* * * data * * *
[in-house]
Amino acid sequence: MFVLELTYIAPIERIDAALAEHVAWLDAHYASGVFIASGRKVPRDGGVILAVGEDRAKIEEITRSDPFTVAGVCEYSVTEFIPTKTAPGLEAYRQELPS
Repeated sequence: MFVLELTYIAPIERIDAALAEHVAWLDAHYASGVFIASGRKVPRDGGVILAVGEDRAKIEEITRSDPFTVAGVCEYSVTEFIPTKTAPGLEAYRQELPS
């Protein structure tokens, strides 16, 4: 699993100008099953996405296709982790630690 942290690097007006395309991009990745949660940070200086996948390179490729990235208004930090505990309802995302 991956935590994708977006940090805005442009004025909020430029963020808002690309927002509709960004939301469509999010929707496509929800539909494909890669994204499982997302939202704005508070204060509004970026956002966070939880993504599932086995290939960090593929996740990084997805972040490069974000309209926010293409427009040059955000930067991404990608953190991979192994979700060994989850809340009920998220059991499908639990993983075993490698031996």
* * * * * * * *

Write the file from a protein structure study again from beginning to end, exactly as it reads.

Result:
[in-house]
Amino acid sequence: MFVLELTYIAPIERIDAALAEHVAWLDAHYASGVFIASGRKVPRDGGVILAVGEDRAKIEEITRSDPFTVAGVCEYSVTEFIPTKTAPGLEAYRQELPS
Repeated sequence: MFVLELTYIAPIERIDAALAEHVAWLDAHYASGVFIASGRKVPRDGGVILAVGEDRAKIEEITRSDPFTVAGVCEYSVTEFIPTKTAPGLEAYRQELPS
């Protein structure tokens, strides 16, 4: 699993100008099953996405296709982790630690 942290690097007006395309991009990745949660940070200086996948390179490729990235208004930090505990309802995302 991956935590994708977006940090805005442009004025909020430029963020808002690309927002509709960004939301469509999010929707496509929800539909494909890669994204499982997302939202704005508070204060509004970026956002966070939880993504599932086995290939960090593929996740990084997805972040490069974000309209926010293409427009040059955000930067991404990608953190991979192994979700060994989850809340009920998220059991499908639990993983075993490698031996």